Write the expression in terms of sine only help?

sin(x) + cos(x) = sin(x) + sqrt(1 – sin^2(x))

Well the first term is already sin(x), so we just need to express cos(x) in terms of sin(x).

You know the identity sin^2(x) + cos^2(x) = 1, right? Well solving this for cos(x) and substituting it into the original expression gives

sin(x) + ±√[1 – sin^2(x)], which is
sin(x) ± √[1 – sin^2(x)]

(sin(x) + cos(x))^2= sin(x)^2+cos(x)^2+2sin(x)cos(x)
= 1+sin(2x)

Remember that cos(x)^2 + sin(x)^2 = 1, and solve for cos(x).

cos(x)^2 + sin(x)^2 = 1
cos(x)^2 = 1 – sin(x)^2
cos(x) = sqrt(1 – sin(x)^2)

Now just plug that in for cos(x) in the original expression to get sin(x) + sqrt(1 – sin(x)^2).

I am sure you would like it written in terms of sine only without nasty square roots.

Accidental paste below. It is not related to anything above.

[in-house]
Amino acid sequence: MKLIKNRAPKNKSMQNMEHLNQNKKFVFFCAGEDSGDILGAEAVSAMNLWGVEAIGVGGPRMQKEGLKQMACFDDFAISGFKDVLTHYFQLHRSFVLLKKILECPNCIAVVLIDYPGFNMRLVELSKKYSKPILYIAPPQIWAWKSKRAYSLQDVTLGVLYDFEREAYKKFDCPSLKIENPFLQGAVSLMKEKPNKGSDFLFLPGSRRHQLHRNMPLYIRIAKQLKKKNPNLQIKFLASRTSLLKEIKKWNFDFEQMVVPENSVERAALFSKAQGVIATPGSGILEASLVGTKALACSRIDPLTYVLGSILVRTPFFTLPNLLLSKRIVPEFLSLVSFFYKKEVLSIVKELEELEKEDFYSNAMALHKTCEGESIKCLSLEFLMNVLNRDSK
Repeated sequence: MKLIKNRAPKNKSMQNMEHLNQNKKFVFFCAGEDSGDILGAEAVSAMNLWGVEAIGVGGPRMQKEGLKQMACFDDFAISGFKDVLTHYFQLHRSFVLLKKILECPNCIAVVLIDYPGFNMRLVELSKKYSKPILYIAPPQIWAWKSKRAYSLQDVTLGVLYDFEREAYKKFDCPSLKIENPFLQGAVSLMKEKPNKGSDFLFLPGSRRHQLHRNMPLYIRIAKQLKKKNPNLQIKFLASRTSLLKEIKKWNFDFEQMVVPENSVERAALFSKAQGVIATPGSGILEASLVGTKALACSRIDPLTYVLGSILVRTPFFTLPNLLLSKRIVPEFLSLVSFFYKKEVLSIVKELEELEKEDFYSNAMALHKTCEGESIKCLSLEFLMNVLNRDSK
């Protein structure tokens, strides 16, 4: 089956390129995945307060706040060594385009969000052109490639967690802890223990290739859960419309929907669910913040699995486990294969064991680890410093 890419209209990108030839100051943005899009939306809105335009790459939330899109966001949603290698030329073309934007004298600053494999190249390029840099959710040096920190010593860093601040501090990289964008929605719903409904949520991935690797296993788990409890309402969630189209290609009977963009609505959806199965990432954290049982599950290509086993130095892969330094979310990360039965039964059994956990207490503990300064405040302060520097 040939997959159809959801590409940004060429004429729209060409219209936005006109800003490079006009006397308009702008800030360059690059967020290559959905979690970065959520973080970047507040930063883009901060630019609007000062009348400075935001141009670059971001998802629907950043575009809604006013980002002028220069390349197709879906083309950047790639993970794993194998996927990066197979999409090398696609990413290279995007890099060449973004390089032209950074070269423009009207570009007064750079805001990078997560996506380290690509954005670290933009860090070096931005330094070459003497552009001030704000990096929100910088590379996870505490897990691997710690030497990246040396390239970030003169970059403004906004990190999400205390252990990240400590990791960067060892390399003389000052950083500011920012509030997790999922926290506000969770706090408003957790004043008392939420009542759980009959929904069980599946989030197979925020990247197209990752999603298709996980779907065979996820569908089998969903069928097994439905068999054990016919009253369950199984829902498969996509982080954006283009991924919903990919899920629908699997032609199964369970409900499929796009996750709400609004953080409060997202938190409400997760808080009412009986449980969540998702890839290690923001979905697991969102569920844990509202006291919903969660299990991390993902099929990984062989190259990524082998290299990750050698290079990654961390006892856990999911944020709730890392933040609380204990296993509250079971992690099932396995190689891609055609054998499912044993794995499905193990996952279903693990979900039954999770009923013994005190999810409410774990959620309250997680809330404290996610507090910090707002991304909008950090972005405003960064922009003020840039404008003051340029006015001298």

asinx + bcosx
sinx + cosx
a = 1, b = 1

ksin(x – α)
k(sinxcosα – cosxsinα)
ksinxcosα – kcosxsinα
kcosαsinx – ksinαcosx
sinx + cosx
kcosα = 1, ksinα = 1

r = √(a² + b²)
r = √(1² + 1²)
r = √2

tana = ksina / kcosa
tana = 1
Sin is positive and cos is positive so a is in quadrant 1
a = atan1
a = 45°

sinx + cos x = √2sin(x + 45)

sin² x +cos² x=1
cos² x=1-sin² x
cosx=(√(1-sin² x))
so I get

sinx+(√(1-sin² x))

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